Electronic checks are a form of payment in which the information written on the check is electronically transmitted to a business or company for processing. Unlike paper checks, echecks don't need to be sent through the mail and are processed using the routing number of the bank and your checking account number. Many echecks are paid within 24 or 48 hours, and some merchants will even deduct funds the same day the echeck is submitted. Writing an echeck follows many of the same guidelines for a written paper check.
Call your bank or check online to ensure that you have enough funds in your account to cover the echeck. Because echecks are processed quickly, your payment may be declined if your account lacks sufficient funds.
Look at one of your paper checks for the routing number and checking account number. On most checks, the routing number is a nine-digit number at the lower left. The checking account number is usually directly next to the routing number; sometimes it may be separated by the check number. If you're unsure, review a bank statement or ask your bank to verify the numbers.
Call the company or business you want to pay or access its website. Whether you're on the phone or on the Internet, you will need to provide your personal information before you can make the echeck payment. Some businesses, especially if you're online, will allow you to make a one-time electronic payment, but others might require you to sign up for their bill payment system before you can fill out the echeck.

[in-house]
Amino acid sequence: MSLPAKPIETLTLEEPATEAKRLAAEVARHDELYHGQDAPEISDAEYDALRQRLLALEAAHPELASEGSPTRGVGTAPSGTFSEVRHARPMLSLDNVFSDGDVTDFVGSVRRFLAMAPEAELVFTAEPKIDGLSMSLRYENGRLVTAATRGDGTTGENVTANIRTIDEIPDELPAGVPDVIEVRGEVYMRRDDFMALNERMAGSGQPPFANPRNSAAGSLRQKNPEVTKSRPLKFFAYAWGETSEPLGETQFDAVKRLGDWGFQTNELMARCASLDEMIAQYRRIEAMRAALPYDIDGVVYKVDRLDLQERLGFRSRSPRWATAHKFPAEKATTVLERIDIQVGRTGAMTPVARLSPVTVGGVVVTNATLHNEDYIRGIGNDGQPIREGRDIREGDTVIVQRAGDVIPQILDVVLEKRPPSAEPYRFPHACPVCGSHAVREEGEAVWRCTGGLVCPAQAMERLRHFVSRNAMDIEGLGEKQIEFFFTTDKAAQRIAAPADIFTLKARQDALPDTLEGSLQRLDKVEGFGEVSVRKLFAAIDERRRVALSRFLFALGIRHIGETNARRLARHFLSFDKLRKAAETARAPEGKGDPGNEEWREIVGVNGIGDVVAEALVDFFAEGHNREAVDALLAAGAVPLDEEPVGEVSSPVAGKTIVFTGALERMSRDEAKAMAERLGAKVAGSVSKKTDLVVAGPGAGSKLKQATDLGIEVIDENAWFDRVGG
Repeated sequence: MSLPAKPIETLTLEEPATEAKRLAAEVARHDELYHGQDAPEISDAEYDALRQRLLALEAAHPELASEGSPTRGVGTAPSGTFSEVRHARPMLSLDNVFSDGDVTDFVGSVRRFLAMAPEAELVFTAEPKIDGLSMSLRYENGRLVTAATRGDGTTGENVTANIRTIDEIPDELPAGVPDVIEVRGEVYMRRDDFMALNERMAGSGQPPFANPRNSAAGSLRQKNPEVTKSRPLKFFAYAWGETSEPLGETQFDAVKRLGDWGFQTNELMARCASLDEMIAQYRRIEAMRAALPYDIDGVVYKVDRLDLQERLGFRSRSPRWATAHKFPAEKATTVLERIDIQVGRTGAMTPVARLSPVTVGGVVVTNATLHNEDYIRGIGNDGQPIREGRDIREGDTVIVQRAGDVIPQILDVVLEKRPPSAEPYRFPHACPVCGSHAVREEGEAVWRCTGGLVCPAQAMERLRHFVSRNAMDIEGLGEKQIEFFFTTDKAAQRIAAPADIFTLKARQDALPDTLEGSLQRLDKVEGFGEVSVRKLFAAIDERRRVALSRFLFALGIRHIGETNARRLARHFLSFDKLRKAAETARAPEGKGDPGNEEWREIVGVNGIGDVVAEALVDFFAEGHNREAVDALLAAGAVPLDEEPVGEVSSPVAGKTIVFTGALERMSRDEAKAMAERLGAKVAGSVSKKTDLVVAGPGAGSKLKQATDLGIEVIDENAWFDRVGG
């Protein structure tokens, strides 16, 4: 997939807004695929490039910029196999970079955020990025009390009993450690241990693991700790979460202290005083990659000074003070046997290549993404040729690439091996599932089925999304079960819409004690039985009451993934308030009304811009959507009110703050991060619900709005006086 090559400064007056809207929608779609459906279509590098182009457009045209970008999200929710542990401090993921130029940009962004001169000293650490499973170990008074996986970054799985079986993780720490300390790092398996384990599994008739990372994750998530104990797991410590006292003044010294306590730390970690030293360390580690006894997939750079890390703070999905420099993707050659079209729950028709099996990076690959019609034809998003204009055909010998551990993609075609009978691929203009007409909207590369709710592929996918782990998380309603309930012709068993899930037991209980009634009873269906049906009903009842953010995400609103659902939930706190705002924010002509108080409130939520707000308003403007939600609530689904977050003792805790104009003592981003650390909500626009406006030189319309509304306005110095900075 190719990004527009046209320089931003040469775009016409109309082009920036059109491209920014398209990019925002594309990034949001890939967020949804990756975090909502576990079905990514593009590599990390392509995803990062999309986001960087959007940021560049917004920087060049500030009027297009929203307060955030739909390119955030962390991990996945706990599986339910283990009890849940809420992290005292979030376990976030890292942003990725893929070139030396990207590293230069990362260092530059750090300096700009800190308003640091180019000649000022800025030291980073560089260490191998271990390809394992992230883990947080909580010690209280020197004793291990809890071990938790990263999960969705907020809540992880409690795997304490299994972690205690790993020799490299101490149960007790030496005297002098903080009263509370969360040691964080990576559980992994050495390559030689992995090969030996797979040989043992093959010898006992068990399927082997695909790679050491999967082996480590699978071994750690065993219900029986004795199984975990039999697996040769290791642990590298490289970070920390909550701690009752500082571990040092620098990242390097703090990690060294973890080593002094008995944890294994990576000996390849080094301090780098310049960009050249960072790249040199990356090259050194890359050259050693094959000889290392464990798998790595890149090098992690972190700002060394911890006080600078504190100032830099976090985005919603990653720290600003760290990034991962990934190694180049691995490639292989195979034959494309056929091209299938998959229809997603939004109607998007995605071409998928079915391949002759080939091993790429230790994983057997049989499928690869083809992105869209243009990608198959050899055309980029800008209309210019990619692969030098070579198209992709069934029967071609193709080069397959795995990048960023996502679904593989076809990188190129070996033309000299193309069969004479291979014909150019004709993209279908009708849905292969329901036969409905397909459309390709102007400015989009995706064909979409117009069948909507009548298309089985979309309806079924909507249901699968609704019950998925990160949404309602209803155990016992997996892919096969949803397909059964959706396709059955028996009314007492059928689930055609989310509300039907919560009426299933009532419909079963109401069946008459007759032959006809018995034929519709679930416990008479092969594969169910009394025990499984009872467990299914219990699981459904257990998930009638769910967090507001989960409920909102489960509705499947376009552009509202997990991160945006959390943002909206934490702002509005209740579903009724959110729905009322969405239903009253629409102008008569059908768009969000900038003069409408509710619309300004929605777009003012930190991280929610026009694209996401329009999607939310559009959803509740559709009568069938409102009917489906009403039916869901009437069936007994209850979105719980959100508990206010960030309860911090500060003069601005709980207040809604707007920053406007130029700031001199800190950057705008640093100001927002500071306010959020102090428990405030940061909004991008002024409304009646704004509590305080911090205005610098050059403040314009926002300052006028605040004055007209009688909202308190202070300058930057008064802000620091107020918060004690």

If you're on the phone, provide the routing number, account number and amount of the echeck. If you're online, many businesses will provide a blank check on the screen that you will fill out the same way you would a paper check.
Obtain and record a confirmation number from a representative on the phone or an automated system. If you're online, you will receive a confirmation number at the end of your transaction.
Check your monthly statements to ensure that your echecks have been deducted for the correct amounts. Bank requirements vary regarding how long you have to dispute an error. Ask your bank for its guidelines.
Some merchants will require you to send in a voided paper check in order to enroll you in their echeck system. Once they process your paper check, they typically draft payments electronically using a specified date every month.
Some businesses and government offices allow you to write a paper check, which the staff then scans digitally and hands you back the check. Void the check, as it will be processed as an echeck.